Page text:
Reflection, Reflection, Reflection

I’m always learning as I go along. I don’t profess to be an incredible teacher, the PGCHE course I’m currently studying is the only formal assessment of my teaching practices. I have found myself explaining materials and tools to others since a young age. The methods I’ve used to inform my teaching have relied heavily on my own personal reflective practice. I’ve become a better teacher because I’ve learnt from methods I have used in the past.

This notion of reflective practice is something I have really connected with as part of the PGCHE. The teaching of technical skills can sometimes be overlooked as a means of educating individuals. Many professional services staff that I’ve met in the past wouldn’t necessarily class themselves as educators, but that’s exactly what they are doing. Equipping students with the skills and knowledge to learn and understand new things is part of the teaching process.

My understanding and development of my own reflective practice has been improved by a book we were recommended to look at for our PGCHE sessions. Stephen Brookfield’s Becoming a Critically Reflective teacher has been an invaluable resource and has really resonated with my teaching experienced over the years. What is critical reflection? Why is it important? As well as being a valuable resource it’s also allowed my to reflect on my own teaching in a critical and meaningful way, and that’s never a bad thing! Definitely recommended!

National Student Survey

Although the academic year is now in it’s final term for Undergraduates, as educators we’re still very much increasingly busy at this time. Projects and handins are in progress and we can just about see graduation for final year students looming on the horizon.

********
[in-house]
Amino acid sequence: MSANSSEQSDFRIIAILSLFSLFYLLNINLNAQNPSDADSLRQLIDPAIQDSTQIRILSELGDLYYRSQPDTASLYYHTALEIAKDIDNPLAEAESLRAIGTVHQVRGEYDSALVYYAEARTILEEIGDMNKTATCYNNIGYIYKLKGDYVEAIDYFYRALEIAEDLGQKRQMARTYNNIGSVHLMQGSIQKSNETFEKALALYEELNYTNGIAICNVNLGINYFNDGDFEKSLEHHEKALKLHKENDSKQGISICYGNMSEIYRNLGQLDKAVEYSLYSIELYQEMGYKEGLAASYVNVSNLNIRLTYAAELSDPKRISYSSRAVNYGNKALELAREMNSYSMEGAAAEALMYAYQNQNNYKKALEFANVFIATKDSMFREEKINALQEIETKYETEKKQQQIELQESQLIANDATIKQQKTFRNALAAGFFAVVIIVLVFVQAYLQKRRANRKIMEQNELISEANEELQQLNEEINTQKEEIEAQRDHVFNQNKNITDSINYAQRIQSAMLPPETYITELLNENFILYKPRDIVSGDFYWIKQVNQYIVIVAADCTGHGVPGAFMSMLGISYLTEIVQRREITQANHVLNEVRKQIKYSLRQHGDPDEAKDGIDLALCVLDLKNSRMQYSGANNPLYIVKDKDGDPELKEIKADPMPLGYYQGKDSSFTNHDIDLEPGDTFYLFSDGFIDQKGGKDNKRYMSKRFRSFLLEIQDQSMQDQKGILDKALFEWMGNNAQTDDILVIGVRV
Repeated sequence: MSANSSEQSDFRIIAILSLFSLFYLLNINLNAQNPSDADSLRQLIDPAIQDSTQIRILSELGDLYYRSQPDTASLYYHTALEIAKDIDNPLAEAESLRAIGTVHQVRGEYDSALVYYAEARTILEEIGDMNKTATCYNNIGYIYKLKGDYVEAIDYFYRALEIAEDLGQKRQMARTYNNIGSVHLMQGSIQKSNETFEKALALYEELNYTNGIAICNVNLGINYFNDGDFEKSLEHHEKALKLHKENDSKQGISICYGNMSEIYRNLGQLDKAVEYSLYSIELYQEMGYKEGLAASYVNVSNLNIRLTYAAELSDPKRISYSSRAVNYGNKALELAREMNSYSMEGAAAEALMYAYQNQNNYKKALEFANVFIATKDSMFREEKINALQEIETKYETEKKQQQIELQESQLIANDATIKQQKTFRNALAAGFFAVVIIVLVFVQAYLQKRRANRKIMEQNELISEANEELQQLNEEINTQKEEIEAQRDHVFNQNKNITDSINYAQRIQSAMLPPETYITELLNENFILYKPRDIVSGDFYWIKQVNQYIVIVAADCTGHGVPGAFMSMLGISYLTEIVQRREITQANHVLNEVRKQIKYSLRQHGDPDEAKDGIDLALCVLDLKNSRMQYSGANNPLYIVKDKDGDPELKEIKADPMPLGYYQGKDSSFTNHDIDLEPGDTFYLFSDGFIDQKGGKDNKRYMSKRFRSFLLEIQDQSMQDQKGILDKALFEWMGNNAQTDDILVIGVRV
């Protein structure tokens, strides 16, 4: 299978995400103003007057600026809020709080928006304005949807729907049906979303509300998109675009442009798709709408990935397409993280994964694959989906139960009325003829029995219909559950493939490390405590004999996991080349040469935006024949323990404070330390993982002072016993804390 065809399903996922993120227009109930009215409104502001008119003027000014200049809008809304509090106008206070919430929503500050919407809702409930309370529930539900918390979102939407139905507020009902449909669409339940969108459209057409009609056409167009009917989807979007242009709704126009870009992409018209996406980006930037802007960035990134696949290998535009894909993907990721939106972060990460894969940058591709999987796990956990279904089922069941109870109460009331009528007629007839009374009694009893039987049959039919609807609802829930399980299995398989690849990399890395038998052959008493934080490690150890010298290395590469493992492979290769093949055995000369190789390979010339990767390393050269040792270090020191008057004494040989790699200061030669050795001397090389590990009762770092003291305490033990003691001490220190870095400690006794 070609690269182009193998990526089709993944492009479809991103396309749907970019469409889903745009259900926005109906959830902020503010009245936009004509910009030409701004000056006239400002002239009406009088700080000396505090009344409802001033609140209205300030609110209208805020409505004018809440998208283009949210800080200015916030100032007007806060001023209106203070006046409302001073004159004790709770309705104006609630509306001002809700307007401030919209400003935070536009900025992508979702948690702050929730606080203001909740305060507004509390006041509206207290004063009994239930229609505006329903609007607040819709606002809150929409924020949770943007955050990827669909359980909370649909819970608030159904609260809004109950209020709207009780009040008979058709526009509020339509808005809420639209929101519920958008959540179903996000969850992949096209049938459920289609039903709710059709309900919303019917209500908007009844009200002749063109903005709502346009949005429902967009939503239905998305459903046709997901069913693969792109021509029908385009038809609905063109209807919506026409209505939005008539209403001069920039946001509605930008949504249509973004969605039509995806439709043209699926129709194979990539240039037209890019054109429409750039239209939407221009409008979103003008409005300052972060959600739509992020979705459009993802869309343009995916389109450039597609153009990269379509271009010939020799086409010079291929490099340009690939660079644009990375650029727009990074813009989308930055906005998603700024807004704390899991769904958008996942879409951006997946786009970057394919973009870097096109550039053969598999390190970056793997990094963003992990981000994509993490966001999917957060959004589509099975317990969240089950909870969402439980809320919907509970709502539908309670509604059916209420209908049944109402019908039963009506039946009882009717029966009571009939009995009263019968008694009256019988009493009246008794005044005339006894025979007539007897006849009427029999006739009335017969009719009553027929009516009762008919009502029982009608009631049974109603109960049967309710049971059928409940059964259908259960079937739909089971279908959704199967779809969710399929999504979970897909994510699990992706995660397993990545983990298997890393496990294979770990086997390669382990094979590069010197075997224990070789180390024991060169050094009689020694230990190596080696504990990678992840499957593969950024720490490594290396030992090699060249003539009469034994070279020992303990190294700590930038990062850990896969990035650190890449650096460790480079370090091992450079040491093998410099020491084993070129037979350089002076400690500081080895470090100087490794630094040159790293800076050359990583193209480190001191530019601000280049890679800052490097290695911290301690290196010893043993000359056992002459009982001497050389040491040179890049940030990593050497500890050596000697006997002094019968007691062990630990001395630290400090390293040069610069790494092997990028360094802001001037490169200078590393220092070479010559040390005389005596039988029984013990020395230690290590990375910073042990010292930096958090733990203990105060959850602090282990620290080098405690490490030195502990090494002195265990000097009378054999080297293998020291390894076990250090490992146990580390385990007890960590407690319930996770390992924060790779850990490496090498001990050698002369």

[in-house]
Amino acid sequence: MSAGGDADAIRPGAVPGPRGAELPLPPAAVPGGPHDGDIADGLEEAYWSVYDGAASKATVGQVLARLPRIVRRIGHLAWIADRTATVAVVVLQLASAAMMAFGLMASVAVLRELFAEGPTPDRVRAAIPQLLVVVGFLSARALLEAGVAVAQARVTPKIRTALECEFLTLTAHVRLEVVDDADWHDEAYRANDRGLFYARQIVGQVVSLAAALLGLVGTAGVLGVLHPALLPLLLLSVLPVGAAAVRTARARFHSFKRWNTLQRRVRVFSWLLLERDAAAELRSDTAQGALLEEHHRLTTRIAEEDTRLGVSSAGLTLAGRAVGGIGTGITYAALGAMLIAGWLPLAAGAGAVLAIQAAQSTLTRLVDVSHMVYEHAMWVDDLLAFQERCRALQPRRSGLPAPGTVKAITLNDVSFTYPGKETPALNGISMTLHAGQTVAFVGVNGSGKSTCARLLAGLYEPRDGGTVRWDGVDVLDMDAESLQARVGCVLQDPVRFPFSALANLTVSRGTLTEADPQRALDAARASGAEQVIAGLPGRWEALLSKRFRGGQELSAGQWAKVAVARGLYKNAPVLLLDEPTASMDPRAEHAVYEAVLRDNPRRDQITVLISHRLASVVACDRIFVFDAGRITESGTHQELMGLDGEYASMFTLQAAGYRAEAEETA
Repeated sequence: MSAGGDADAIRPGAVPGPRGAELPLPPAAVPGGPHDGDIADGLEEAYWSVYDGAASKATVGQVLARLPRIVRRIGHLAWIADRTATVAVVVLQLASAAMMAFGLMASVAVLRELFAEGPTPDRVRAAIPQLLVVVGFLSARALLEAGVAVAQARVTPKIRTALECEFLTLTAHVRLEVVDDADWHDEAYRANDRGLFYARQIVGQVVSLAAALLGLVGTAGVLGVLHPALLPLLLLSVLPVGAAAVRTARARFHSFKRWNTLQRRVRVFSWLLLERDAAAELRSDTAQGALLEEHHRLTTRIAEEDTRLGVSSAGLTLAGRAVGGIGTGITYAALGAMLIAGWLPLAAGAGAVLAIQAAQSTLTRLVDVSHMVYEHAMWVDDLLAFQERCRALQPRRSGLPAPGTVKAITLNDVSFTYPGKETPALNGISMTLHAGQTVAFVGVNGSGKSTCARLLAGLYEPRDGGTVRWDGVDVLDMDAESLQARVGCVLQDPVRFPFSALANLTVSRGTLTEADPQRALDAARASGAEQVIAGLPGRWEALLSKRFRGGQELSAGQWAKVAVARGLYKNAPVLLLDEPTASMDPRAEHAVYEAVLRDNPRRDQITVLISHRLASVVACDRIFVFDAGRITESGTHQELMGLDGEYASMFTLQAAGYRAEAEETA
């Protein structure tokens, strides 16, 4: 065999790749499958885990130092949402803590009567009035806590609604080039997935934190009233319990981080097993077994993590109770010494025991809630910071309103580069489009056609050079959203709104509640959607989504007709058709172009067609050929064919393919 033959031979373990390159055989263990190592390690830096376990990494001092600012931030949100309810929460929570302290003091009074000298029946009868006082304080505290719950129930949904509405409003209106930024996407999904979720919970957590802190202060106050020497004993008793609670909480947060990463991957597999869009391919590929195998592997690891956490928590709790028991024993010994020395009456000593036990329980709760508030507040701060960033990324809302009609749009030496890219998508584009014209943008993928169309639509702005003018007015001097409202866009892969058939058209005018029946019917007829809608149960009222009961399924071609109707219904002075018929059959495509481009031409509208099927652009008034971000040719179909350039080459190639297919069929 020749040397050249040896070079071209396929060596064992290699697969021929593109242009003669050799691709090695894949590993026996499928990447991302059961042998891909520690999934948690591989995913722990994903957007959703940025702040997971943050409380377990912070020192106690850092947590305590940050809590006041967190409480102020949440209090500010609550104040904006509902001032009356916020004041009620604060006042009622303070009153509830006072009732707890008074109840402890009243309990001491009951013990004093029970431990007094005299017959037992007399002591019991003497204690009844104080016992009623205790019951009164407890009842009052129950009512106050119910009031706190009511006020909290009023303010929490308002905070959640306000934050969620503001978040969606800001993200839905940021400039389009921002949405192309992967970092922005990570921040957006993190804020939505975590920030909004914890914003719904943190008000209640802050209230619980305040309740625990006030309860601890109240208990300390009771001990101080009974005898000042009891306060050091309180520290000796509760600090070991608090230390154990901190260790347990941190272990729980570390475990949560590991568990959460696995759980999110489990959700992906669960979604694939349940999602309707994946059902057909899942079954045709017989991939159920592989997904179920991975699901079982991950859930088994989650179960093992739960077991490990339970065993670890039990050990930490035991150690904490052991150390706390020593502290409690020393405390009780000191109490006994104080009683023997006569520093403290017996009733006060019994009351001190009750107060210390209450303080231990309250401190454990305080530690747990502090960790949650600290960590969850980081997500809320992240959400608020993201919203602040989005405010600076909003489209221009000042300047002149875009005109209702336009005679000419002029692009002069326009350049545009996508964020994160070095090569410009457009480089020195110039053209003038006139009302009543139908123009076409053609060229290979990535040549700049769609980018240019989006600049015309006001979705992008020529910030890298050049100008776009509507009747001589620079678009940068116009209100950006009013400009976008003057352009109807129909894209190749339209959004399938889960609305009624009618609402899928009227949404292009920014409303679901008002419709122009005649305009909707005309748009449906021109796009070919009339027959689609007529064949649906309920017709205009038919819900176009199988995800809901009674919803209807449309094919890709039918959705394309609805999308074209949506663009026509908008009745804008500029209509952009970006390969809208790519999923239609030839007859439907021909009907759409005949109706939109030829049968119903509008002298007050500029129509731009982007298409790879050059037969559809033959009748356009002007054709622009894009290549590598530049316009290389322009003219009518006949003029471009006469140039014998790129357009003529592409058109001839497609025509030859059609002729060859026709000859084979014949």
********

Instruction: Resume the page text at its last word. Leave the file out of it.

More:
Now is also the time in the academic year where we start the process of reflection. The National Student Survey has been running since 2005 and aims to obtain honest feedback from final year students about to graduate.

Commissioned by HEFCE the survey aims to provide institutions with an honest account of student opinion during their period of study. The survey is broken down into 8 key areas and allows for qualitative and quantitate feedback. The areas are as follows;

  • The teaching on my course
  • Assessment and feedback
  • Academic support
  • Organisation and management
  • Learning resources
  • Personal development
  • Overall satisfaction
  • Students’ Union (Association or Guild)

The survey itself is open for a period of several months allowing students plenty of time to leave their opinions. This years survey closed at the end of April with results expected to be released early in 2014.

The process of reflection is one we’re taught within our sessions as part of the PGCHE course. The survey itself allows us an additional resource to use as part of this reflective process and is a valuable tool when improving the student experience within Higher Education.